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The Dream Syndicate: These Times Review

Music Reviews The Dream Syndicate
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The Dream Syndicate: <i>These Times</i> Review

In the years since the release of How Did I Find Myself Here, The Dream Syndicate have had some time to explore the increasingly surreal nature of modern existence. And on These Times, the Paisley Underground godfathers explore our current state of dread and melancholy, but without ever getting mired in bleakness. There’s a sense of, “well, we’re here now, might as well look around and see what we can salvage” that pervades the album. It’s neither happy nor sad, a middle-of-the-night moment of clarity to be forgotten in the morning’s dawn.

The lead single “Black Light” is a carnival hellscape of sound that echoes a black-sheep sibling of fellow Anti- label-mates Man Man’s “Top Drawer” from 2009. With shifting and expansive synths, the sensation is what I imagine happens if you drink a lava lamp; your brain turns fluorescent and gets stretched around inside your skull while you watch. Lines like “Suckerpunch the misery truck” and “Switching the polarity of sight” are so deliciously bizarre that the relatively straightforward jangle-pop “Bullet Holes” the follows is almost a come-down.

That being said, “Bullet Holes” does the warm neo-psychedelia of the Beatles—too often imitated, rarely successfully—right in a way that only Oasis has managed to come close to. It’s a song that is likely to be underrated, but with each listen, it inches closer and closer to the top. “Black Light” is tough to top, though.

The album balances the avant-garde with the listenable; “Still Here Now” might be a little easier on the ears than the hollow-shout psychedelic sway of the electro-blues “Space Age,” but they are at their best when they’re peeking around the corner of darkness and light.

They pay a lot of homage to their own collections here; “The Way In” cribs the Beatles in a common enough sound, but also quotes Steely Dan’s “hot licks & rhetoric” from “Throw Back the Little Ones,” while the beat-poet patter of “Put Some Miles On” is as much about popping Birth of The Cool into the tape deck as easily as it about driving all night across the vastness of the wide Midwest highways.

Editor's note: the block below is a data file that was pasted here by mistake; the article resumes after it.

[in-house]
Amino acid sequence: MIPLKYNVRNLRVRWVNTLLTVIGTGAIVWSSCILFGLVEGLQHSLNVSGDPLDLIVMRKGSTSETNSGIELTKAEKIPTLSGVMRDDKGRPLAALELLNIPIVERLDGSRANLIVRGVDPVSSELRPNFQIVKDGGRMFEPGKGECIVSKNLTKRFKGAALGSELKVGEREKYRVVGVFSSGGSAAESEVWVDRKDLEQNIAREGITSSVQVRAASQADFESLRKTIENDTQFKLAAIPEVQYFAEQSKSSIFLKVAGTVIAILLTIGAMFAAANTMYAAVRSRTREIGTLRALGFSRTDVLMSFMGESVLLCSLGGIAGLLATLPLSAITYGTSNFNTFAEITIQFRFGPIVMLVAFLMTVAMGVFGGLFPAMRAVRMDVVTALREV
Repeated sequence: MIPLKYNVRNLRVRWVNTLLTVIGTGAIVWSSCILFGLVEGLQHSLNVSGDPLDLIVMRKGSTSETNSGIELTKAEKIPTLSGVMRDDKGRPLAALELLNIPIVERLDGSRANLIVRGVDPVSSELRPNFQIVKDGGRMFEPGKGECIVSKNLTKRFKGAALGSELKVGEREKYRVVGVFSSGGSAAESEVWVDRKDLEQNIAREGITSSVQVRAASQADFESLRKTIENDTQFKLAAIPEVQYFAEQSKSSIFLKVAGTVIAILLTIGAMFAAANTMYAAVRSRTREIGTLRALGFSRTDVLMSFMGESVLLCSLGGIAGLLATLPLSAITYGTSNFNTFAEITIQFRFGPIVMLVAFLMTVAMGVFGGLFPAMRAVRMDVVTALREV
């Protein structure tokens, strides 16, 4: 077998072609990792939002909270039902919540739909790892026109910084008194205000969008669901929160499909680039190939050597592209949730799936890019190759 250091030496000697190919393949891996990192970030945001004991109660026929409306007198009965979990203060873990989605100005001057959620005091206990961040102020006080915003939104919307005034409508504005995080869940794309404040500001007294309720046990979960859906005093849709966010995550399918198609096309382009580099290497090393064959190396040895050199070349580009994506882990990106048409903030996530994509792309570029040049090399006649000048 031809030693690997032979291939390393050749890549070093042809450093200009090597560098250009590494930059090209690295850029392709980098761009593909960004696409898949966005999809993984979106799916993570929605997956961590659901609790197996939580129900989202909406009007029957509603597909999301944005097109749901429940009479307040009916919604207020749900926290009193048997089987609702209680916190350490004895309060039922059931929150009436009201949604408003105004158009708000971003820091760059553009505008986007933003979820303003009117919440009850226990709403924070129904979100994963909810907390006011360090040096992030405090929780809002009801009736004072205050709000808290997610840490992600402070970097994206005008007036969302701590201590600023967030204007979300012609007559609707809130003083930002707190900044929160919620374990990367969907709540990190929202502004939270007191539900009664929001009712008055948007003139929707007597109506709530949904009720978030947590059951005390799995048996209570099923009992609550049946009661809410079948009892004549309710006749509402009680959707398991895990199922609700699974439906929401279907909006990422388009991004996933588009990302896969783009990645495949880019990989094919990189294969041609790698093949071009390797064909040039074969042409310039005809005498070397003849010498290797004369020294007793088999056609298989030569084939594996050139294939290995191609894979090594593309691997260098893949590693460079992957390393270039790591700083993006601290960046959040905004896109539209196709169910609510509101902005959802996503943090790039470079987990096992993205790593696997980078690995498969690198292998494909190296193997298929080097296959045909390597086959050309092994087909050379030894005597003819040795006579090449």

The album is deceptively accessible, but at times, it can feel like there’s a block keeping the listener from understanding it on a deeper, more intimate level. Tunes like “Still Here Now,” and “Treading Water Underneath The Stars” which carries some impressive keyboard weight, feel like a surface listen, background music. Even “Space Age,” for all of its hooks, doesn’t have enough grounding to get stuck in your head-this is where “Put Some Miles On” stands out above the rest.

That’s a shame, because all of the songs are well-constructed and delightful to listen to. They’re musically rich, but the consistent fuzzing of Steve Wynn’s vocals in the mix makes it difficult to grab onto a lyric. Look at them on the sheet, “Death defying/acceptance without trying/walking on gilded air/down the boulevard without a care.” They’re pure poetry. Hear them in the music and…well, can you really hear them half the time? It would be a shame to lose, say, “Bullet Holes” because we’re trying to do more than just listen. But that says more about us as listeners than the band.

It’s tough to be a weirdo these days. You’re either trying too hard or you’re just failing miserably to stand out in a sea of mall soundtrack slurry. But The Dream Syndicate, weirdos since inception in the best way possible, don’t even take the easy way out and simply comment on how, wow, like, times are tough. We all know times are hard—and sometimes we just need music that itself isn’t afraid to stretch the boundaries of conventional pop to help us get through it.

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